State v Cline (UT App 49)

Cline appealed his sentence arguing he should have received probation. The panel affirmed holding the district court considered Cline’s mental health issues and all other required factors in setting the sentence.

State v Cline (UT App 50)

Cline appealed his sentence arguing he should have received probation and that he should have been allowed to withdraw his guilty plea. The panel affirmed holding the district court considered all of Cline’s mitigating factors and Cline failed to demonstrate how the district court was inherently unfair as the weighing of factors here was within the district court’s discretion. It held there was no jurisdiction over the withdrawal issue as Cline failed to make his motion before sentence was announced.

State v Ricketts

Rickets appealed the denial of his motion to reduce the degree of offense of his previous conviction. The panel affirmed holding the motion was properly denied as it was filed after judgment was entered and sentence pronounced and his sentence was not stayed and thus there was no basis to grant the motion under Utah Code 76-3-402.

State v Edgar (UT App 52)

Edgar appealed his drug convictions arguing his trial attorney was ineffective. The panel affirmed. It held that whether or not counsel’s performance was deficient for failing to object to statements by Edgar made seeking a plea deal and failing to object to a prosecutor’s misstatement of evidence during closing argument, he cannot prove prejudice as he admitted ownership of drugs found in safe, a prescription bottle with his name on it was found in the safe and he admitted that giving up the combination would incriminate him and no remand under rule of Appellate Procedure 23B as Edgar cannot prove error under Rule of Evidence 410 as no Utah court has held that rule applies to statements made to investigating officers as well as prosecutors.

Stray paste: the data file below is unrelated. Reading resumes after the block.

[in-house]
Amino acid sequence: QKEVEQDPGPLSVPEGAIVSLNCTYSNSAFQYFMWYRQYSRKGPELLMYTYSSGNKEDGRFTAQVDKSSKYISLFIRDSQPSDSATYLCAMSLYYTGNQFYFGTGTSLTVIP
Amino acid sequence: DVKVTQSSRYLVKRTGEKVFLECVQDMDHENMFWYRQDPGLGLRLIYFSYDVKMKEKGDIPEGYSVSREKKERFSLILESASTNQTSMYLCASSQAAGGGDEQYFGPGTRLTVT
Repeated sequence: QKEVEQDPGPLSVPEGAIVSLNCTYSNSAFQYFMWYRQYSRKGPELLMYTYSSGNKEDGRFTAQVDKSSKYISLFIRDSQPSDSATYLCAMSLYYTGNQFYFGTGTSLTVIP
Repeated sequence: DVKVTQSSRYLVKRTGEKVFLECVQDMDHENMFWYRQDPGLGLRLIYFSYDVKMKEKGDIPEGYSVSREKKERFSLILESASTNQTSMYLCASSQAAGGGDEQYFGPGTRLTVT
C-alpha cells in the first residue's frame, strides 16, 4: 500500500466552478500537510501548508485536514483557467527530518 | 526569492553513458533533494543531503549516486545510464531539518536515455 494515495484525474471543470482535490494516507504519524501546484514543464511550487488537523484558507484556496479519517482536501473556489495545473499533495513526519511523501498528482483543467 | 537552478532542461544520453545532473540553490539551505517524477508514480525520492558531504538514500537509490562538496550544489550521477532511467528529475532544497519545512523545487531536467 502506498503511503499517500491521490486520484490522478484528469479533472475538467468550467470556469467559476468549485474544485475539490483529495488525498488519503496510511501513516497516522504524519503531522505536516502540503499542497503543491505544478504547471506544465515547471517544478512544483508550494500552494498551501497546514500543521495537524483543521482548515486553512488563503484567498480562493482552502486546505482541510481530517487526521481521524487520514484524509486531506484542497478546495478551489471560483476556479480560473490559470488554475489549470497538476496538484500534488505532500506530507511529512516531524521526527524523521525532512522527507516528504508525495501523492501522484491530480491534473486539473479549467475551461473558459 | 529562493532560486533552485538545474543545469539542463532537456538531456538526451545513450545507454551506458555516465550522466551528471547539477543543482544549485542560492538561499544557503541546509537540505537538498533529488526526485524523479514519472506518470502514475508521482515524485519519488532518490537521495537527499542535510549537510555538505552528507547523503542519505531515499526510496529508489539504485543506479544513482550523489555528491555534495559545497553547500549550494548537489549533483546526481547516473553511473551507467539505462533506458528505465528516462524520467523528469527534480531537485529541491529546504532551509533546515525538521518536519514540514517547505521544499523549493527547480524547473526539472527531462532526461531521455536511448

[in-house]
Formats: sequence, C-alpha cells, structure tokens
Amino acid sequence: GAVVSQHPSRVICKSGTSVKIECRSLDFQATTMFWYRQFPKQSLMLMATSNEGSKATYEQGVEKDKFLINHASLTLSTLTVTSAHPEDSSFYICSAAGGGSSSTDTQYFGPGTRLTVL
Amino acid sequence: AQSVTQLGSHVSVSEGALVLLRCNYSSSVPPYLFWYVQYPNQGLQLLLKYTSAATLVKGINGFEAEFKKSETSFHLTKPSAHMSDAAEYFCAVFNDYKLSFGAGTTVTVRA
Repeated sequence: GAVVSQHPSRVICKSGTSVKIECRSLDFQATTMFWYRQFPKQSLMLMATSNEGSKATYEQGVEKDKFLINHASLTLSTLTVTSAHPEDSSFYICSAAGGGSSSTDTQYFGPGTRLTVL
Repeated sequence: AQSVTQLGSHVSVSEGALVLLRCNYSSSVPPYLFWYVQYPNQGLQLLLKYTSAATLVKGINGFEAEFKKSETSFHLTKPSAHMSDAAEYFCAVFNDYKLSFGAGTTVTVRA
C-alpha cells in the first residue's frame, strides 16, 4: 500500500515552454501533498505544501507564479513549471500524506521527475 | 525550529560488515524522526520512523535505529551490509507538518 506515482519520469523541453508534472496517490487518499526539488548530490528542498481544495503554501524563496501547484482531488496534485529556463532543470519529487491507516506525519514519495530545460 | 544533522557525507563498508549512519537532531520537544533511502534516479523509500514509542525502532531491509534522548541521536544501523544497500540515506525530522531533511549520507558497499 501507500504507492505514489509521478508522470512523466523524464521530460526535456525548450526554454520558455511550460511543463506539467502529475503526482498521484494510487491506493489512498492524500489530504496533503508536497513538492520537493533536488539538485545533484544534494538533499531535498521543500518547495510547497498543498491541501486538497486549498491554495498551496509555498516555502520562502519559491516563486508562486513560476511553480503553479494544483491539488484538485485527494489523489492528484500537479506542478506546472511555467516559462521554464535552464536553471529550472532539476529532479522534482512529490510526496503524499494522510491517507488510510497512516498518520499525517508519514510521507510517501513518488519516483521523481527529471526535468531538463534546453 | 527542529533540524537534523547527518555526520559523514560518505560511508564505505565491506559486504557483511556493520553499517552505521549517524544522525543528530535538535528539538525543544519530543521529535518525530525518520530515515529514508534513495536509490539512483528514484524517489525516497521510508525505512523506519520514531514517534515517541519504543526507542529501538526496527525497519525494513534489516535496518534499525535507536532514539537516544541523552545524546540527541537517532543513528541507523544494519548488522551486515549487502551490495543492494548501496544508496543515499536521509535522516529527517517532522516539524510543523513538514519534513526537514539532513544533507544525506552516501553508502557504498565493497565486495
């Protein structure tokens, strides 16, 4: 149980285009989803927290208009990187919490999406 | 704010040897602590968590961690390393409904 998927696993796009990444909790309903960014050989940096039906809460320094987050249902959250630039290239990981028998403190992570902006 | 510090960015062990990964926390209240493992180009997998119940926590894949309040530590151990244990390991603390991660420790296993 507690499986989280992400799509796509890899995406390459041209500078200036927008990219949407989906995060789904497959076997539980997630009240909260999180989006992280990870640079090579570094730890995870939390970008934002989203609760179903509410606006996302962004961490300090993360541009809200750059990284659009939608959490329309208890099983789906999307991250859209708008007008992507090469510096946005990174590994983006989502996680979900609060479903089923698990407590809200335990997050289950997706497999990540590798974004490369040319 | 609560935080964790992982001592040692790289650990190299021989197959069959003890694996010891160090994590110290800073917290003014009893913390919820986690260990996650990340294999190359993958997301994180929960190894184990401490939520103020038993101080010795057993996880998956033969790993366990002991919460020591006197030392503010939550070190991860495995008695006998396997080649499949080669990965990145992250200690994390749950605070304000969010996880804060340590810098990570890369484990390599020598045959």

State v Edgar (UT App 53)

Edgar appealed his drug convictions arising from a different incident than in UT App 52 arguing ineffective assistance of counsel. The panel affirmed holding there is no controlling Utah precedent holding drug impairment in a driver supports reasonable suspicion of drugs being in the car, but federal and other state appellate courts have held that impairment is enough and thus there can be no ineffective assistance for failing to argue a novel theory yet to be accepted by Utah courts.

State v Edgar (UT App 54)

Edgar appealed drug convictions arising from a spate incident from those in UT App 52 and 53 arguing ineffective assistance of counsel. It held that Edgar failed to preserve his argument about testimony on his statements concerning connection with another drug dealer and in any event objection would have been futile because the testimony made Edgar’s ownership of the drugs seized more probable and any prejudice did not substantially outweigh this permissible inference and prescription bottles with his name on them were found with the heroin and other drugs in the briefcase seized form the car Edgar was driving. It also held that failure to object to an amended information was not ineffective as there was no evidence the facility for children near where Edgar was arrested was less than 1000 feet away.